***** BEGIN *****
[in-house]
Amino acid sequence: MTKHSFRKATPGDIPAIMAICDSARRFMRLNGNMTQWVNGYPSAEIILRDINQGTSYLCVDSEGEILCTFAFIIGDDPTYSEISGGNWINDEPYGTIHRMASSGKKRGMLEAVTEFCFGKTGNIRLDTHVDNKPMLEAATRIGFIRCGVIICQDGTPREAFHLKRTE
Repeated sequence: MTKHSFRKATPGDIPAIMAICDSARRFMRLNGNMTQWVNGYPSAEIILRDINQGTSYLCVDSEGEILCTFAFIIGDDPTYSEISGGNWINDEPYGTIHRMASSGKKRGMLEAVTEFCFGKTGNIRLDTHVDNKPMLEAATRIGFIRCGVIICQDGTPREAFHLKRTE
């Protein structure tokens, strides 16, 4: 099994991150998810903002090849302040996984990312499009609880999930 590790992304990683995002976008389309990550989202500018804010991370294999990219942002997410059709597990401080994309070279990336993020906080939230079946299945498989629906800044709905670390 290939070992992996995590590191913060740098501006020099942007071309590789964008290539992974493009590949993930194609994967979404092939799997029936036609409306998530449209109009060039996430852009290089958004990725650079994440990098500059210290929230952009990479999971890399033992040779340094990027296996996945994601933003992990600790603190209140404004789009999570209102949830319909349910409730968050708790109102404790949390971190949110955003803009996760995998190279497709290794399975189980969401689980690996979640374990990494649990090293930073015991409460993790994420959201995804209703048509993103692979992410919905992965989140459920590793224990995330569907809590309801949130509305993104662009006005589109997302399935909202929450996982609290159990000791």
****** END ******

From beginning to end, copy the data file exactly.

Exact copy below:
[in-house]
Amino acid sequence: MTKHSFRKATPGDIPAIMAICDSARRFMRLNGNMTQWVNGYPSAEIILRDINQGTSYLCVDSEGEILCTFAFIIGDDPTYSEISGGNWINDEPYGTIHRMASSGKKRGMLEAVTEFCFGKTGNIRLDTHVDNKPMLEAATRIGFIRCGVIICQDGTPREAFHLKRTE
Repeated sequence: MTKHSFRKATPGDIPAIMAICDSARRFMRLNGNMTQWVNGYPSAEIILRDINQGTSYLCVDSEGEILCTFAFIIGDDPTYSEISGGNWINDEPYGTIHRMASSGKKRGMLEAVTEFCFGKTGNIRLDTHVDNKPMLEAATRIGFIRCGVIICQDGTPREAFHLKRTE
């Protein structure tokens, strides 16, 4: 099994991150998810903002090849302040996984990312499009609880999930 590790992304990683995002976008389309990550989202500018804010991370294999990219942002997410059709597990401080994309070279990336993020906080939230079946299945498989629906800044709905670390 290939070992992996995590590191913060740098501006020099942007071309590789964008290539992974493009590949993930194609994967979404092939799997029936036609409306998530449209109009060039996430852009290089958004990725650079994440990098500059210290929230952009990479999971890399033992040779340094990027296996996945994601933003992990600790603190209140404004789009999570209102949830319909349910409730968050708790109102404790949390971190949110955003803009996760995998190279497709290794399975189980969401689980690996979640374990990494649990090293930073015991409460993790994420959201995804209703048509993103692979992410919905992965989140459920590793224990995330569907809590309801949130509305993104662009006005589109997302399935909202929450996982609290159990000791």